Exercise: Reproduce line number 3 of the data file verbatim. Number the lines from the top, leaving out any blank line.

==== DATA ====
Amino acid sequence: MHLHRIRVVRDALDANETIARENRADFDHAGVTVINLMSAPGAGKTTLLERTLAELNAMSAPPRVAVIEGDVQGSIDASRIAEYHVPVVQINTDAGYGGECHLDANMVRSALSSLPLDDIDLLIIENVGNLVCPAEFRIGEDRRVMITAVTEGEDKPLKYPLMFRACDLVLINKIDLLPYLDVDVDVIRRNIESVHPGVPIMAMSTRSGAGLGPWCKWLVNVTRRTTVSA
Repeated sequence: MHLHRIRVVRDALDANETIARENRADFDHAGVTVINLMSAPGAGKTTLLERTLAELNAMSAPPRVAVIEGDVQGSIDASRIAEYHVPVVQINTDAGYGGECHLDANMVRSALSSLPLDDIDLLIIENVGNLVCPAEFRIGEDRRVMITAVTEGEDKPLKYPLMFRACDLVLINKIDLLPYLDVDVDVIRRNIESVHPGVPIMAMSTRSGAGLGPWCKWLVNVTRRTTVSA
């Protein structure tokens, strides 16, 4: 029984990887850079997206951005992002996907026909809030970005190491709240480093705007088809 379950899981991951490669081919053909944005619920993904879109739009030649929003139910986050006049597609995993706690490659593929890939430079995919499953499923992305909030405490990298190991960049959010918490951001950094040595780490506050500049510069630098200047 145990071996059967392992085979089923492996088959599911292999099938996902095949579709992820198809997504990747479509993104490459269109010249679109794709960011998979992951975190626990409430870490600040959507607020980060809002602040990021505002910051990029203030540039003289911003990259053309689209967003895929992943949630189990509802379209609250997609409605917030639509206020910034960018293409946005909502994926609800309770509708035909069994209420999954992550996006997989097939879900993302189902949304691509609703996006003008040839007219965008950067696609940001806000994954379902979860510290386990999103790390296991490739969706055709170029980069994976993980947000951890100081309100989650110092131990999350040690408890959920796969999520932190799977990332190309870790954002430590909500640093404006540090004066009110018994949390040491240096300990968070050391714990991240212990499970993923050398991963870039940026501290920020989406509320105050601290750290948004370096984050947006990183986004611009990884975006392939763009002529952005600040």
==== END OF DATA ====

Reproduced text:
């Protein structure tokens, strides 16, 4: 029984990887850079997206951005992002996907026909809030970005190491709240480093705007088809 379950899981991951490669081919053909944005619920993904879109739009030649929003139910986050006049597609995993706690490659593929890939430079995919499953499923992305909030405490990298190991960049959010918490951001950094040595780490506050500049510069630098200047 145990071996059967392992085979089923492996088959599911292999099938996902095949579709992820198809997504990747479509993104490459269109010249679109794709960011998979992951975190626990409430870490600040959507607020980060809002602040990021505002910051990029203030540039003289911003990259053309689209967003895929992943949630189990509802379209609250997609409605917030639509206020910034960018293409946005909502994926609800309770509708035909069994209420999954992550996006997989097939879900993302189902949304691509609703996006003008040839007219965008950067696609940001806000994954379902979860510290386990999103790390296991490739969706055709170029980069994976993980947000951890100081309100989650110092131990999350040690408890959920796969999520932190799977990332190309870790954002430590909500640093404006540090004066009110018994949390040491240096300990968070050391714990991240212990499970993923050398991963870039940026501290920020989406509320105050601290750290948004370096984050947006990183986004611009990884975006392939763009002529952005600040």